About the Tunes (Nusach)

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How to Make a Shabbat Service More Engaging

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Making Your Synagogue More Welcoming

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Friday Night Services

Explore this section to find out more about the Friday night service, different kinds of Nusach that are the soundtrack of Shabbat and how to make your synagogue a more welcoming place.

There are usually three separate services on a Friday night. They are often recited in succession and will take 45-75 minutes to recite. (The difference in length of service may depend on how little/much is sung.)

The three services are:

  • Mincha this is the weekday Afternoon Service and centres on the central quiet standing prayer known as the Amidah. In the presence of a minyan (ten Jewish men praying together), this prayer is repeated aloud by the prayer leader.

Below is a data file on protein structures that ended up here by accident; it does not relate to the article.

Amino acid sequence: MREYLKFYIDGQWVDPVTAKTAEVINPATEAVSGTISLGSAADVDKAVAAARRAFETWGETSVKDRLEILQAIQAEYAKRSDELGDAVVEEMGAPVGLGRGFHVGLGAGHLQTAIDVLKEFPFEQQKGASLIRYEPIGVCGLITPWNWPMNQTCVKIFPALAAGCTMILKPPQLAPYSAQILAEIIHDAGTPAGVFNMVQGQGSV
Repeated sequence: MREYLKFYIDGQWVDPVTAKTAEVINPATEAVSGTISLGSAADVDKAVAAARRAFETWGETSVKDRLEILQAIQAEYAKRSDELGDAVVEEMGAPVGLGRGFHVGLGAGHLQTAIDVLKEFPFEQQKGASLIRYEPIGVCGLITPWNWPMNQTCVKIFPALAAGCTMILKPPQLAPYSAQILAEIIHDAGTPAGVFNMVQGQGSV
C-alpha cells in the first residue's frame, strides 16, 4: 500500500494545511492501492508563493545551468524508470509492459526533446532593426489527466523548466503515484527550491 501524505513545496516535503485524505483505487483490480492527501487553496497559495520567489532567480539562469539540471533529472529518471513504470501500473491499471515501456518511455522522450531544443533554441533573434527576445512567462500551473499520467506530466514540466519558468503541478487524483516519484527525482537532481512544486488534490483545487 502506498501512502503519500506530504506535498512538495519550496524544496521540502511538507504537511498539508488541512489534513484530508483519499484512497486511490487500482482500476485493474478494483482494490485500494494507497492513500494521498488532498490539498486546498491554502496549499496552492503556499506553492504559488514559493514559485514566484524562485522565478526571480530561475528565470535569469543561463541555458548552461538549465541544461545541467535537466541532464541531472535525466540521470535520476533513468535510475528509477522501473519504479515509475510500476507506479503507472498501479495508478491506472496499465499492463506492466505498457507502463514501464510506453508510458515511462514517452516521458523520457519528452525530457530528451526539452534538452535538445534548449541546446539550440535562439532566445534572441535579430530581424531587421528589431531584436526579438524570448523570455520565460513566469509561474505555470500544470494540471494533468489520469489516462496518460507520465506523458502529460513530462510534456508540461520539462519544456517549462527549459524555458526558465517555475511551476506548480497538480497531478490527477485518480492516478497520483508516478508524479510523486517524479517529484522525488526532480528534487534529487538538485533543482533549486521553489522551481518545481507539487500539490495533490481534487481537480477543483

• Kabbalat Shabbat these introductory psalms and songs close off the week and herald the incoming Shabbat. They are often very melodious and capture the spirit of a special day that is about to begin.
  • Maariv  this is the Evening Prayer. It has a similar structure to the weekday Evening Prayer, but is adapted to reference the Shabbat.

You can find all of these prayers in the New Singers Siddur on pages 171, 256 and 274 respectively.

Many tunes which are sung in the synagogue have very unique qualities to them, and they can help you find your way through the Shabbat synagogue service.With a little experience and time, you can start to recognise these tunes.

When you hear certain melodies you can tell:

  • Whether it is Shabbat, festival or weekday service
  • What service it is
  • What message the particular prayer is giving to us: happy, sad, energetic or sombre

The name for this service-specific musical style is called Nusach or musical liturgy and is an authentic and beautiful part of our Jewish Tradition. The music of our tradition is the ultimate GPS for the Jewish Year.

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